Integration made simple?!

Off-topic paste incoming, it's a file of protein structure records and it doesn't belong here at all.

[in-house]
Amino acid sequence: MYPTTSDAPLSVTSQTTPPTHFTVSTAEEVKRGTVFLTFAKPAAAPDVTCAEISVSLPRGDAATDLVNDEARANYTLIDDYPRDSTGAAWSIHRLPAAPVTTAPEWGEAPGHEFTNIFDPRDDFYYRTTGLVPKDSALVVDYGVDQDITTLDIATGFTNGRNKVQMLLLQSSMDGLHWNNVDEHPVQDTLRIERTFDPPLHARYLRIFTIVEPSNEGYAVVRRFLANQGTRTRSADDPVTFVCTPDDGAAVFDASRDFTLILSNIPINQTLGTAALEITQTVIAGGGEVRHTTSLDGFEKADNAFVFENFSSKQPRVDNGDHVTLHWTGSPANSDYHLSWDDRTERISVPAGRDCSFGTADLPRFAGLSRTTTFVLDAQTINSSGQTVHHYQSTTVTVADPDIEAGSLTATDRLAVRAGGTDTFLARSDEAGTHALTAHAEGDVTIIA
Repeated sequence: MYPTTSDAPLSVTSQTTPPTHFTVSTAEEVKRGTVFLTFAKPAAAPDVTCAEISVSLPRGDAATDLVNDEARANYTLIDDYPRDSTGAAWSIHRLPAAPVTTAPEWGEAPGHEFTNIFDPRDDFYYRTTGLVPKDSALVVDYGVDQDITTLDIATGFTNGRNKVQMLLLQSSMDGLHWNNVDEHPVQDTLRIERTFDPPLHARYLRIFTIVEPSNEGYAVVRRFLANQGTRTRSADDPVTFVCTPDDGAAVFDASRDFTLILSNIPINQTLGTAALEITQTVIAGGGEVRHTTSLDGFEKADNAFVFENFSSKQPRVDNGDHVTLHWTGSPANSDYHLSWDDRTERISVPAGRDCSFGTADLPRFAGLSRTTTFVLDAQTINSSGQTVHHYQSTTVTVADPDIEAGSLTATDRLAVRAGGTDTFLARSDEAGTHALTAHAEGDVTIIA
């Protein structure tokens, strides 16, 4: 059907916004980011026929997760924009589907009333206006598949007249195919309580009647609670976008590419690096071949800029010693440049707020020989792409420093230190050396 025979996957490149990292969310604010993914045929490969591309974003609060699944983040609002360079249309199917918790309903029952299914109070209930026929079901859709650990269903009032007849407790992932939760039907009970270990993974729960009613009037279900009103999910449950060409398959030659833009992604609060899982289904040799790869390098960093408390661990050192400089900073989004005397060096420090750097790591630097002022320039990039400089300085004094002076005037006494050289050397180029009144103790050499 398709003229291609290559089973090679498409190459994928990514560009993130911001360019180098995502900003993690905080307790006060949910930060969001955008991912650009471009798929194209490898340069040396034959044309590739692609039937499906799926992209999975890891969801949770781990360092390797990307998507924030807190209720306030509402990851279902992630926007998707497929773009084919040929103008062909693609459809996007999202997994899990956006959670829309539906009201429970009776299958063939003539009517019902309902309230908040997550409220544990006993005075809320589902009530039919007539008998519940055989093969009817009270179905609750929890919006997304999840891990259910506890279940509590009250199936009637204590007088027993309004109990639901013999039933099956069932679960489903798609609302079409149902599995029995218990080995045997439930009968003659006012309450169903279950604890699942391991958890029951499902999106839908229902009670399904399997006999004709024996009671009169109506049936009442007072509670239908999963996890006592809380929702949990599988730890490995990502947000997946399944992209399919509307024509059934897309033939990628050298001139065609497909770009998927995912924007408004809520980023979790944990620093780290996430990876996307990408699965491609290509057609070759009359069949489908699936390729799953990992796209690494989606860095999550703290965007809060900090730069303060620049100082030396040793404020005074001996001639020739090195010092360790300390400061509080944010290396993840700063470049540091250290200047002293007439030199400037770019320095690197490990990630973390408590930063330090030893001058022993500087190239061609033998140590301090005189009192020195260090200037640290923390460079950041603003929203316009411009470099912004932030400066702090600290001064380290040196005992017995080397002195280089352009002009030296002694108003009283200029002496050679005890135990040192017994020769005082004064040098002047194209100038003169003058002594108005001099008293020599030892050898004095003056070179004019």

Meanwhile, after a few hours into the first day of the Christmas market my dad called me: “I received a call from a lady from the ‘Helferkreis’ (group of volunteers in the municipality taking care of refugees’ needs). She told me that you need to notify the authorities that Hvras and Qais are working with us at the Christmas market. “Why, they are doing it as volunteers like us and aren’t paid,” I replied. “Well seems like if we don’t notify them they can get in troubles and it can have negative effects for their asylum cases,” he said and passed on the number of the woman in charge. Little did I know that it would be the beginning of the typical madness with the authorities concerning refugee affairs. At the Helferkreis I was told there was only a form that needs to be filled out and then faxed to the authorities, but as it turned out the only person at the Helferkreis that had the document was on holiday in the US at the time. “You can call the authority for social affairs, they can send you the document”, someone else told me. The next morning I gave them a call and explained: “No that is not our responsibility. We are just taking care of shelter and other social affairs. You probably wan to talk to the job center”, I was told during the call. “Is this person already registered at the job center”, was the first question a man at the job center asked me. “No I said, one of them is attending the integration course and the other one did not even have his first interview in Munich yet,” I said. “Oh no then you are wrong here, we just handle matters related to them finding proper work. I don’t think you have to notify anyone if we are talking about unpaid or volunteer work. But just check with the authorities for social affairs.” “Those are the people that told me to talk to you”, I replied amused kind of sensing where this would be going. I tried the authority for social affairs again, obviously with the same result. “But there is this organization assisting with refugee affairs, they might know,” he said before we hang up the phone. But they didn’t know either and referred me again to someone else. In the end I spoke with a man who told me the following: “Well you know I once heard from someone else about a similar case and a lawyer back then advised to handle it like a case of neighborly help. Just hope that nothing happens and in case something does happens you say he was doing you a favor like a good friend or neighbor would do.” An hour and a half after the phone call I knew as much about the matter as I had known before. Could efforts for integration really be made that difficult? If this is how it works with something as simple as volunteer work, what is it like for more complicated affairs?